Pubdate: Thu, 14 Feb 2002
Source: Florence Times Daily (AL)
Copyright: 2002 Times Daily
Author: Bernie Delinski, Staff Writer


Crime Resulted From Failed Drug Deal, Victim Says

TUSCUMBIA - Sonja Renall Underwood stared straight ahead Wednesday as
Colbert County Presiding Circuit Judge Hal Hughston read verdicts
proclaiming him guilty of attempted murder and two counts of
first-degree robbery.

On the other side of the courtroom, Eric Moss retained his composure
as he gave a nod to family members. Moments later, Moss, 18, hugged
his family as some shed tears of relief.

His family said Moss also has shed the lifestyle that landed him on
the pavement of a barren Leighton road with a shotgun wound to the
back of his head in June.

Underwood shot Moss on June 8 after a failed drug deal on an unnamed
road off County Line Road. He then took about $2,800 from him.

Moss' friend, Nick Musgrave, had $300-$500 in his sock, which also was
taken, according to testimony.

The two robbery convictions stem from the money taken from Moss and

A sentencing date has not been set. Underwood's attorney, Sheila
Morgan, said she plans to appeal.

Colbert County District Attorney Gary Alverson said this type of case
is becoming all too common.

He was referring to cases in which someone assaults or steals from
someone who is also committing an illegal act.

"They think that because the victim was involved in a criminal act,
their crime against the victim will go unpunished," Alverson said.

"It's becoming a problem, not just here, but nationwide," he said.
"Obviously, the jurors are fed up with it, too.

"That's not to condone anything the victim did. But if this is allowed
to go on and on, and no one comes forward and complains, how long will
it continue?"

Alverson said he has been involved in cases such as this that result
in innocent bystanders or family members getting hurt.

Moss' family said it was difficult to sit through the trial and listen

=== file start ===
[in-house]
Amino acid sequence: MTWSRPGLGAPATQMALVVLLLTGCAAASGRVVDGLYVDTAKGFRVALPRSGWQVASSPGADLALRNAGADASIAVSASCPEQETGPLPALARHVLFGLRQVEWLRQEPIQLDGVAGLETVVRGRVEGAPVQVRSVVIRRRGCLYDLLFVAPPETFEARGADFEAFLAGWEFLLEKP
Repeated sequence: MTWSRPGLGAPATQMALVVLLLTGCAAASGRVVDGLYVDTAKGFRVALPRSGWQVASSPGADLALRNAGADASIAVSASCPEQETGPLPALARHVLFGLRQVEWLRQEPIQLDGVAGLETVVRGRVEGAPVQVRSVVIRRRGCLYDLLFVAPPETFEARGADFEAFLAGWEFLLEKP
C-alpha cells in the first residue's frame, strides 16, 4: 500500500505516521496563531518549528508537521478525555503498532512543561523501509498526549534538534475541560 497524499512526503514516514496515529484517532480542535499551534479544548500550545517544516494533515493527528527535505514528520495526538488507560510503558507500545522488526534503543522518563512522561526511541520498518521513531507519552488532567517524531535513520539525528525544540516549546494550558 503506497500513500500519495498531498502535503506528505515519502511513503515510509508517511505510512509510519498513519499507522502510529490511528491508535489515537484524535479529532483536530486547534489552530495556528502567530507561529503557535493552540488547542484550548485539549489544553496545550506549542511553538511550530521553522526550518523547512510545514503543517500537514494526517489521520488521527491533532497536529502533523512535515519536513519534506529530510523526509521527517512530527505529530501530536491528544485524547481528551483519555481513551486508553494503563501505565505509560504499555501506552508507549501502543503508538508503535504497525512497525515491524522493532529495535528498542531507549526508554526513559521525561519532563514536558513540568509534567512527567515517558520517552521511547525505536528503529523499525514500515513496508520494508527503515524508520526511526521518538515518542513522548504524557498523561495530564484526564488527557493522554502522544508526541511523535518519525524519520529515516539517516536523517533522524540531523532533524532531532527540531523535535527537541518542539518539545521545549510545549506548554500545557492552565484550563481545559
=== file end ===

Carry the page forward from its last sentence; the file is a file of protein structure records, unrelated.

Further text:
to the testimony. Moss sat quietly throughout the trial, a neck tattoo
concealed by his shirt collar.

Some mistakenly thought the tattoo is a gang emblem, but it is the
Asian symbol for righteousness.

Moss testified Wednesday morning that he and Musgrave purchased
marijuana June 8 on Jarmon Lane.

They sold it, and returned that evening to Jarmon Lane, where the
person who helped them with the purchase earlier that day got in their
car and directed them to the unnamed road.

The drug deal didn't transpire because there was a disagreement
between Underwood and Moss about whether the money or marijuana should
be produced first.

Moss was outside the car and Underwood pulled a shotgun from the trunk
of another car.

Moss said he turned and ran, still clutching the $2,800 he was going
to use for the purchase.

"I heard a bang, and as soon as I heard a bang, I couldn't see
anything," he said.

His vision returned moments later, and Musgrave put him in the car and
took him to Shoals Hospital.

Dr. Joseph Horton, a neurosurgeon and radiologist at University
Hospital in Birmingham, testified that a pellet from the shot remains
lodged in an artery in Moss' brain that goes to the brain stem. It
cannot be removed.

During closing arguments, Morgan said there is no physical evidence
against her client and the only testimony about what happened on the
unnamed road was from drug dealers.

She added that some testimony revealed different stories, including
whether the person who shot Moss wore a black or white T-shirt.

Holding a copy of the Alabama Code, Alverson asked jurors to focus on
the crime, not the victim.

"The Alabama Code doesn't state it's against the law to try to take
the human life of everyone except drug dealers," he said. "It says
it's against the law to try to take any human life."

Alverson added that the testimony was from drug dealers because that's
the crowd Underwood ran with and therefore was the crowd present
during the shooting. "If the devil himself were on trial, do you think
there would be angels from heaven testifying?" Alverson asked.
- ---
MAP posted-by: Richard Lake